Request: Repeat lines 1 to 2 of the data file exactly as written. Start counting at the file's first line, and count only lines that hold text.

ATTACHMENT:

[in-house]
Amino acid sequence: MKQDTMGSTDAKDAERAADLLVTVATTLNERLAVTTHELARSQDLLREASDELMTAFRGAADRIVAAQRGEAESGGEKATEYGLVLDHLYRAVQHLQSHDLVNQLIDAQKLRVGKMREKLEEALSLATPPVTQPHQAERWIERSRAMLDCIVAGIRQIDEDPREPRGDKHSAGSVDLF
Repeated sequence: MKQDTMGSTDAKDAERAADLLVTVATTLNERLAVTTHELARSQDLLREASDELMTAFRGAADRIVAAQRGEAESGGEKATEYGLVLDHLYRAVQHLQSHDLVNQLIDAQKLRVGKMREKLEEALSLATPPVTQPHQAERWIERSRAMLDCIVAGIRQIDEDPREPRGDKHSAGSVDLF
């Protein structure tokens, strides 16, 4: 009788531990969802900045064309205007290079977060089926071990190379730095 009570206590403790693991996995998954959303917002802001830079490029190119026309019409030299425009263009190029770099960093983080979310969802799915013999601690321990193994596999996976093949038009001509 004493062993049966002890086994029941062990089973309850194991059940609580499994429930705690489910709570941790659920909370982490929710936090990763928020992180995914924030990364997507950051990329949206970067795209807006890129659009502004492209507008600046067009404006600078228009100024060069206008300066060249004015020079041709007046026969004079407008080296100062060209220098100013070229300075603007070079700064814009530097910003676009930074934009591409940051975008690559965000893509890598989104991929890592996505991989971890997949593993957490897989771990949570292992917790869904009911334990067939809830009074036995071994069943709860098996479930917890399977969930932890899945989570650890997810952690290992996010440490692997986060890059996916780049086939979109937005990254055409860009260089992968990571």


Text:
[in-house]
Amino acid sequence: MKQDTMGSTDAKDAERAADLLVTVATTLNERLAVTTHELARSQDLLREASDELMTAFRGAADRIVAAQRGEAESGGEKATEYGLVLDHLYRAVQHLQSHDLVNQLIDAQKLRVGKMREKLEEALSLATPPVTQPHQAERWIERSRAMLDCIVAGIRQIDEDPREPRGDKHSAGSVDLF